Photo: Alice Slater | Credit: - Photo: 2021

Emerging QUAD Appears to Be A Threat To APEC

Viewpoint by Kalinga Seneviratne

SYDNEY (IDN) — With the elevation of the QUAD (Quadrilateral Security Dialogue) grouping to a head of state summit on March 12, it is opportune to ask what would happen to APEC (Asia Pacific Economic Cooperation) that has been losing its shine in recent years.

Australia and Japan have been the main movers of QUAD to keep the United States (US) involved in the region, and this was also the main reason for the launch of APEC.

The Chinese have described QUAD as a movement towards creating an Asian version of NATO (North Atlantic Treaty Organization) and thus the leaders of the four-member QUAD grouping consisting of the US, Australia, Japan and India were careful not to emphasize the military aspects of their mission, rather they focused on cooperation to invest, produce and distribute COVID-19 vaccines in the region. APEC was set up to do just that—facilitate manufacture, trade and services flow in the region.

At the second APEC leaders’ summit in Bogor (Indonesia) in 1994, the so-called ‘Bogor Declaration” that set the tone for the groupingDr Kalinga Seneviratne said that they will commit to achieving the goal of free and open trade and investments in the Asia-Pacific region, and this will be done by “reducing barriers to trade and investment and by promoting the free flow of goods, services and capital among our economies”.

But a review done in 2018 by the APEC Secretariat in Singapore acknowledged that there are many shortfalls in achieving this goal, and the ‘APEC Putrajaya Vision 2040’ adopted at the APEC summit in Malaysia last year, extended the mission by another 20 years. “We will embrace continuous improvement of APEC as an institution through good governance and stakeholder engagements,” the declaration said.

APEC was mooted at a time when western power was at its zenith after the fall of the Soviet Union in 1989. Thus, much of Asia saw globalization with a western focus as the path to economic prosperity. It was a time for opening up economies, but, in recent years with the US’s “America First” policy and trade war with China, Europe looking inwards, and COVID-19 lockdowns have shown the weaknesses of globalization and supply chains.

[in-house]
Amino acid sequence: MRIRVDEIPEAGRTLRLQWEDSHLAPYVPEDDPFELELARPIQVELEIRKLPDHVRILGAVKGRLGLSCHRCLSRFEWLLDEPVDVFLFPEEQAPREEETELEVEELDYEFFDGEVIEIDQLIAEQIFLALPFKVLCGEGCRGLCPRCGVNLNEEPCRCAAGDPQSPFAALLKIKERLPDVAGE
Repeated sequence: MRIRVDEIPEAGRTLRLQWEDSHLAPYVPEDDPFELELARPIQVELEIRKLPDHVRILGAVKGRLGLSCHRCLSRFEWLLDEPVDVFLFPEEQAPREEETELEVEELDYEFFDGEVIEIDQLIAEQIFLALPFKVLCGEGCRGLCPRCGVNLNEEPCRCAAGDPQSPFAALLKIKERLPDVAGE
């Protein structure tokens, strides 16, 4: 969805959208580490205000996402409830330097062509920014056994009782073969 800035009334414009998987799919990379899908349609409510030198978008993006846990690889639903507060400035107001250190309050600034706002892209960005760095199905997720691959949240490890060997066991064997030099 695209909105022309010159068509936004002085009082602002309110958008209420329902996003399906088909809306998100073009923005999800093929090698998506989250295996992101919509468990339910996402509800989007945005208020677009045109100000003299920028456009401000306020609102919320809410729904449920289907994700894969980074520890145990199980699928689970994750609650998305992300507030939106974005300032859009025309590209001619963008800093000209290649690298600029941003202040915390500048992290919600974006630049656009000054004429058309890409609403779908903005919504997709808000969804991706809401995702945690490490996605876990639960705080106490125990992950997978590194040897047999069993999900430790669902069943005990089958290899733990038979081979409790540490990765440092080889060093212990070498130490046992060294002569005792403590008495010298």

APEC was the brainchild of Japan and Australia, which planned it together with the then Australian Prime Minister Bob Hawke laying the groundwork in January 1989, when he proposed an economic alliance of Asian and Pacific nations during a visit to Seoul.

It was at a time when Malaysian Prime Minister Dr Mahathir Mohamad was proposing a formal grouping of East Asian countries that would facilitate consultation and consensus prior to negotiating with Europe or America or in multilateral trade negotiations. He argued at the time that with some of the most dynamic economies in the world, East Asia must speak with one voice.

Economies, not countries

APEC does not talk about countries or communities, but of economies. It was designed mainly to open up Asian economies for western goods, services and investments. But the rapid rise of China in the past three decades has changed the regional dynamics. It is China that is championing globalization now while the West is in a protective mood. Thus, QUAD, it seems, is more about blocking China’s globalization push rather than encourage it.

Without formal APEC participation, China has introduced the Belt and Road Initiative (BRI) to develop the much-needed infrastructure like roads, railways and ports across Asia that would connect the region to become the centre of the global economy. Neither the US nor Australia is a formal partner in this project. Though very much in the region, Japan has chosen not to join. India too because one of the railroads runs through the disputed Pakistan-controlled Kashmir region.